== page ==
• Let X and Y both denote the real numbers with the usual Euclidean topology. Let f : XY be defined by f(0) = 0 and f(x) = 1/x for all x ≠ 0. Then f : XY has a closed graph (and a sequentially closed graph) in X × Y = ℝ2 but it is not continuous (since it has a discontinuity at x = 0).[2]
  • Let X denote the real numbers with the usual Euclidean topology, let Y denote with the discrete topology, and let Id : XY be the identity map (i.e. Id(x) := x for every xX). Then Id : XY is a linear map whose graph is closed in X × Y but it is clearly not continuous (since singleton sets are open in Y but not in X).[2]

Closed graph theoremsEdit

The closed graph theorem can be generalized from Banach spaces to more abstract topological vector spaces in the following ways:

Theorem — A linear operator from a barrelled space X to a Fréchet space Y is continuous if and only if its graph is closed.

and there are versions that does not require Y to be locally convex:

Theorem[7][8] — A linear map between two F-spaces is continuous if and only if its graph is closed.

We restate this theorem and extend it with some conditions that can be used to determine if a graph is closed:

Theorem — If T : XY is a linear map between two F-spaces, then the following are equivalent:

  1. T is continuous;
  2. T has a closed graph;
  3. If (xi)
    i=1
    x
    in X and if (T(xi))
    i=1
    converges in Y to some yY, then y = T(x);[9]
  4. If (xi)
    i=1
    → 0
    in X and if (T(xi))
    i=1
    converges in Y to some yY, then y = 0

Theorem[10] — Suppose that T : XY is a linear map whose graph is closed. If X is an inductive limit of Baire TVS and Y is a webbed space then T is continuous.

Closed Graph Theorem[11] — A closed surjective linear map from a complete pseudometrizable TVS onto a locally convex ultrabarrelled space is continuous.

Also, a closed linear map from a locally convex ultrabarrelled space into a complete pseudometrizable TVS is continuous.

Closed Graph Theorem[11] — A closed and bounded linear map from a locally convex infrabarreled space into a complete pseudometrizable locally convex space is continuous.

An even more general version of the closed graph theorem is

Theorem[12] — Suppose that X and Y are two topological vector spaces (they need not be Hausdorff or locally convex) with the following property: If G is any closed subspace of X × Y and u is any continuous map of G onto X, then u is an open mapping. Under this condition, if T : XY is a linear map whose graph is closed then T is continuous.

Between Banach spacesEdit

In functional analysis, the closed graph theorem states the following: If X and Y are Banach spaces, and T : XY is a linear operator, then T is continuous if and only if its graph is closed in X × Y (with the product topology).

The closed graph theorem can be reformulated may be rewritten into a form that is more easily usable:

Closed Graph Theorem for Banach spaces — If T : XY is a linear operator between Banach spaces, then the following are equivalent:

  1. T is continuous.
  2. T is a closed operator (i.e. the graph of T is closed).
  3. If (xi)
    i=1
    x
    in X then (T(xi))
    i=1
    T(x)
    in Y.
  4. If (xi)
    i=1
    → 0
    in X then (T(xi))
    i=1
    → 0
    in Y.
  5. If (xi)
    i=1
    x
    in X and if (T(xi))
    i=1
    converges in Y to some yY, then y = T(x).
  6. If   in X and if (T(xi))
    i=1
    converges in Y to some yY, then y = 0.

Note that the operator is required to be everywhere-defined, that is, the domain D(T) of T is X. This condition is necessary, as there exist closed linear operators that are unbounded (not continuous); a prototypical example is provided by the derivative operator on C([0,1]), whose domain is a strict subset of C([0,1]).

The usual proof of the closed graph theorem employs the open mapping theorem. In fact, the closed graph theorem, the open mapping theorem and the bounded inverse theorem are all equivalent. This equivalence also serves to demonstrate the importance of X and Y being Banach; one can construct linear maps that have unbounded inverses in this setting, for example, by using either continuous functions with compact support or by using sequences with finitely many non-zero terms along with the supremum norm.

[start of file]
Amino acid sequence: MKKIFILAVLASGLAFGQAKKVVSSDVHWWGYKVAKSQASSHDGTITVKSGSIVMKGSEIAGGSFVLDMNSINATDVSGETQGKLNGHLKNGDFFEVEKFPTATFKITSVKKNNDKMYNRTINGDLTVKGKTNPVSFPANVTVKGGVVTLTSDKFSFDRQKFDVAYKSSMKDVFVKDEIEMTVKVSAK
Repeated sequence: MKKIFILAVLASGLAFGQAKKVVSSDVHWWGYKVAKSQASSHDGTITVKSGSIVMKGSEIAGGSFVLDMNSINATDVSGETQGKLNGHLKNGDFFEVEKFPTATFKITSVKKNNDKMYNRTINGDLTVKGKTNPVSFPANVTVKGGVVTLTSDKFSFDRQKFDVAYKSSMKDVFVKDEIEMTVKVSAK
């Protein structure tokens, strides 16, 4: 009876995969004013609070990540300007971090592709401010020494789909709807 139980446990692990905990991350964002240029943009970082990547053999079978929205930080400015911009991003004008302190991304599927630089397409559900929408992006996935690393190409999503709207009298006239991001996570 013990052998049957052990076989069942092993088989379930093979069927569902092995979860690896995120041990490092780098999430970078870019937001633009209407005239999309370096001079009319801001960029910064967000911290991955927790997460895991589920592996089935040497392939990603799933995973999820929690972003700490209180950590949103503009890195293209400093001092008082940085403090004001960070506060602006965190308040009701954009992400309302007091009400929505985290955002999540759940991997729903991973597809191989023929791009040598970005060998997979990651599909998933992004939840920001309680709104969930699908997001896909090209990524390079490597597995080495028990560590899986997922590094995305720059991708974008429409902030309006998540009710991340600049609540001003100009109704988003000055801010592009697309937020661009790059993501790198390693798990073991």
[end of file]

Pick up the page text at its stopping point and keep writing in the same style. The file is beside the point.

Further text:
Borel graph theoremEdit

The Borel graph theorem, proved by L. Schwartz, shows that the closed graph theorem is valid for linear maps defined on and valued in most spaces encountered in analysis.[13] Recall that a topological space is called a Polish space if it is a separable complete metrizable space and that a Souslin space is the continuous image of a Polish space. The weak dual of a separable Fréchet space and the strong dual of a separable Fréchet-Montel space are Souslin spaces. Also, the space of distributions and all Lp-spaces over open subsets of Euclidean space as well as many other spaces that occur in analysis are Souslin spaces. The Borel graph theorem states:[13]

Borel Graph Theorem — Let u : XY be linear map between two locally convex Hausdorff spaces X and Y. If X is the inductive limit of an arbitrary family of Banach spaces, if Y is a Souslin space, and if the graph of u is a Borel set in X × Y, then u is continuous.

An improvement upon this theorem, proved by A. Martineau, uses K-analytic spaces.

Definition: A topological space X is called a Kσδ if it is the countable intersection of countable unions of compact sets.
Definition: A Hausdorff topological space Y is called K-analytic if it is the continuous image of a Kσδ space (that is, if there is a Kσδ space X and a continuous map of X onto Y).

Every compact set is K-analytic so that there are non-separable K-analytic spaces. Also, every Polish, Souslin, and reflexive Frechet space is K-analytic as is the weak dual of a Frechet space. The generalized Borel graph theorem states:

Generalized Borel Graph Theorem[14] — Let u : XY be a linear map between two locally convex Hausdorff spaces X and Y. If X is the inductive limit of an arbitrary family of Banach spaces, if Y is a K-analytic space, and if the graph of u is closed in X × Y, then u is continuous.

Related resultsEdit

Theorem[15] — If F : XY is closed linear operator from a Hausdorff locally convex TVS X into a Hausdorff finite-dimensional TVS Y then F is continuous.


See alsoEdit

ReferencesEdit

  1. ^ Dolecki & Mynard 2016, pp. 4-5.
  2. ^ a b c d e Narici & Beckenstein 2011, pp. 459-483.
  3. ^ Munkres 2000, p. 171.
  4. ^ Rudin 1991, p. 50.
  5. ^ Narici & Beckenstein 2011, p. 480.
  6. ^ Kreyszig, Erwin (1978). Introductory Functional Analysis With Applications. USA: John Wiley & Sons. Inc. p. 294. ISBN 0-471-50731-8.
  7. ^ Schaefer & Wolff 1999, p. 78.
  8. ^ Trèves (1995), p. 173
  9. ^ Rudin 1991, pp. 50-52.
  10. ^ Narici & Beckenstein 2011, p. 479-483.
  11. ^ a b Narici & Beckenstein 2011, pp. 474-476.
  12. ^ Trèves 2006, p. 169.
  13. ^ a b Trèves 2006, p. 549.
  14. ^ Trèves 2006, pp. 557-558.
  15. ^ Narici & Beckenstein 2011, p. 476.

BibliographyEdit